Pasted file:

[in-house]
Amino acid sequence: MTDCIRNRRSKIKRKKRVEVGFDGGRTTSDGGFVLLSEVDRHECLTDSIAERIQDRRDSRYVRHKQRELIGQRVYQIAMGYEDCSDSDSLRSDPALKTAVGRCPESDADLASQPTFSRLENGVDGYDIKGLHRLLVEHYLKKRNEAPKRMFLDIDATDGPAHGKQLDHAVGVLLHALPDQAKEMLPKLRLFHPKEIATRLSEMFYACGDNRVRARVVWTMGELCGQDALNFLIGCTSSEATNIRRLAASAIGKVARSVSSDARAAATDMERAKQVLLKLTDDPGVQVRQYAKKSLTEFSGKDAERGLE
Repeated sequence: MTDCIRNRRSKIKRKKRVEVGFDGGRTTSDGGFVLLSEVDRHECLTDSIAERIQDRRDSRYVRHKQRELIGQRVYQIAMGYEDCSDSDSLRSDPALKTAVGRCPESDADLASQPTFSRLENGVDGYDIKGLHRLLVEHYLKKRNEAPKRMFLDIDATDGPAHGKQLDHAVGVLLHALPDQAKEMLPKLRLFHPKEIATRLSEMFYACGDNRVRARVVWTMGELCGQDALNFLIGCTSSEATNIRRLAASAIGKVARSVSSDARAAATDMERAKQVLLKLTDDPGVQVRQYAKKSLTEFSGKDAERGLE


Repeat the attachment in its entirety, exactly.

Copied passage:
[in-house]
Amino acid sequence: MTDCIRNRRSKIKRKKRVEVGFDGGRTTSDGGFVLLSEVDRHECLTDSIAERIQDRRDSRYVRHKQRELIGQRVYQIAMGYEDCSDSDSLRSDPALKTAVGRCPESDADLASQPTFSRLENGVDGYDIKGLHRLLVEHYLKKRNEAPKRMFLDIDATDGPAHGKQLDHAVGVLLHALPDQAKEMLPKLRLFHPKEIATRLSEMFYACGDNRVRARVVWTMGELCGQDALNFLIGCTSSEATNIRRLAASAIGKVARSVSSDARAAATDMERAKQVLLKLTDDPGVQVRQYAKKSLTEFSGKDAERGLE
Repeated sequence: MTDCIRNRRSKIKRKKRVEVGFDGGRTTSDGGFVLLSEVDRHECLTDSIAERIQDRRDSRYVRHKQRELIGQRVYQIAMGYEDCSDSDSLRSDPALKTAVGRCPESDADLASQPTFSRLENGVDGYDIKGLHRLLVEHYLKKRNEAPKRMFLDIDATDGPAHGKQLDHAVGVLLHALPDQAKEMLPKLRLFHPKEIATRLSEMFYACGDNRVRARVVWTMGELCGQDALNFLIGCTSSEATNIRRLAASAIGKVARSVSSDARAAATDMERAKQVLLKLTDDPGVQVRQYAKKSLTEFSGKDAERGLE